The wealth of information available is discombobulating to the uninitiated. Of course, confusion is not something to be encouraged when driving a car, so the system works hand in hand with a layer of sensor technology that not only monitors what’s going on outside, but what you’re doing as you drive. This ranges from checking your attention levels to stopping you from taking sneaky looks at the passenger’s screen when you’re supposed to be driving (a sensor detects your eye movement and shuts the secondary screen down).
Driving is another area where the EQS straddles two worlds. For many years, Mercedes has had some of the best quasi-autonomous safety systems on the market, technology that filtered down through the range from the S-Class. Mercedes’ cars were among the first to effectively park themselves, or use radar-based cruise control to keep a safe distance from the car in front. They had the most seamless self-steering systems for staying in lane, whilst scanning the road ahead for possible dangers. These are now commonplace technologies, but there’s something about the big EQS’ high-tech ambiance that inspires a bit more confidence in the underlying system. It invites you to put more trust in the machine.
On the highway, this is great. Regardless of traffic levels, speed, or weather, the EQS will glide along all by itself, checking periodically that you’re still paying attention. It is not autonomy, just a very sophisticated form of cruise control. The confidence it inspires is important, because it allows you to actually find the right spot to press on the vast screen, rather than constantly shift your attention between road and screen. You can also talk to the car, another area of tech where Mercedes has doggedly persisted and largely succeeded. Using ‘Hey Mercedes’ as an opening gambit, you can follow it up with an abstract request – ‘I’m cold,’ ‘I’m tired,’ etc – and the system will respond by boosting the temperature, suggesting you take a break or initiating one of the wellness programmes built in to its copious infotainment system.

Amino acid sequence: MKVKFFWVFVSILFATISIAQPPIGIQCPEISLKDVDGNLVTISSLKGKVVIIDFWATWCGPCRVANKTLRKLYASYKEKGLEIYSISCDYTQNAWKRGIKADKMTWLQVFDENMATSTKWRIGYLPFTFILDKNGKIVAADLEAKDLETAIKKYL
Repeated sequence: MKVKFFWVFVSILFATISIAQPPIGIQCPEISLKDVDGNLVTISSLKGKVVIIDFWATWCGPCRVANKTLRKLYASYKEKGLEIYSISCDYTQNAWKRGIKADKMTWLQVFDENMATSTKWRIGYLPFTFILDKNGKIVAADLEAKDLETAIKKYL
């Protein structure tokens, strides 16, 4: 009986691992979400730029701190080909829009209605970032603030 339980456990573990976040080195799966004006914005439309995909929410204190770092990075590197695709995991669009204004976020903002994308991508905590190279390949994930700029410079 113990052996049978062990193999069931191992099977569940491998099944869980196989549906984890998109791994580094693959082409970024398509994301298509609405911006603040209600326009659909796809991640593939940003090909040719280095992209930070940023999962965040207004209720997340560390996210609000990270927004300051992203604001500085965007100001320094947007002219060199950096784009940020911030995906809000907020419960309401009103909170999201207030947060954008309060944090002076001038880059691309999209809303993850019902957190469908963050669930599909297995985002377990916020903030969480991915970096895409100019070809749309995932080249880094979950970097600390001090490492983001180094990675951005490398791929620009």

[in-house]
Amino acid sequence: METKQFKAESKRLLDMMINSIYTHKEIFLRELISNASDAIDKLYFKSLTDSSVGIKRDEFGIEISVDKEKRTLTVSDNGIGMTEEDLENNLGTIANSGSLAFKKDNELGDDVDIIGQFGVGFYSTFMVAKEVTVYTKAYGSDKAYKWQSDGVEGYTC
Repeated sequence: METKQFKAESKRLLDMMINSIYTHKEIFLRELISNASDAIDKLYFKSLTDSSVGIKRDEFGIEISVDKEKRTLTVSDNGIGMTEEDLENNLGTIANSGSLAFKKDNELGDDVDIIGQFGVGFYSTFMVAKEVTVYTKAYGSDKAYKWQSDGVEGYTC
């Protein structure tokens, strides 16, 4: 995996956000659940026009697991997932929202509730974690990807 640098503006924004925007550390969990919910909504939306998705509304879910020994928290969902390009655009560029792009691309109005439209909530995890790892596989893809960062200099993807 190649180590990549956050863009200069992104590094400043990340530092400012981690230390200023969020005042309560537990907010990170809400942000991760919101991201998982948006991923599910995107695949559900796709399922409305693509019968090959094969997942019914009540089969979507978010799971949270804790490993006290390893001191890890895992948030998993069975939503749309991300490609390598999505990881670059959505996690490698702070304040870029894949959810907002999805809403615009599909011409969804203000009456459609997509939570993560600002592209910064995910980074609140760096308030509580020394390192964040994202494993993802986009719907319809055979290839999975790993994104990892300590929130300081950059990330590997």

Physically, the EQS resembles an S-Class that has undergone an experimental procedure, with a longer wheelbase and a stretched glasshouse that reaches almost to the tail of the car (and incorporates a hatchback, not a conventional boot).
In particular, the nose feels like it’s a shift between one era and another. The grille – now home to sensors, not cooling – incorporates the clever LED headlights and bears a massive three-pointed star. But it already feels a bit old-fashioned to have a grille at all, especially when seen alongside Mercedes-Benz’s most recent concept car, the EQXX, which references the sloping nose of a streamlined sports car instead.
Car makers are currently rebranding themselves as ‘mobility providers’, a catch-all definition that embraces the ambiguity of our relationship with the traditional automobile. At one end of the scale, you have the EQS, which is effectively the car as gated community, a gilded cage that secures you from the world outside. The flipside is machines like the Citroën AMI, a car that is almost equivalent to common, publicly-held infrastructure. The still-distant promise of pure autonomy promises more of the latter, but the EQS exists to remind us that the luxury private car will never really go away. §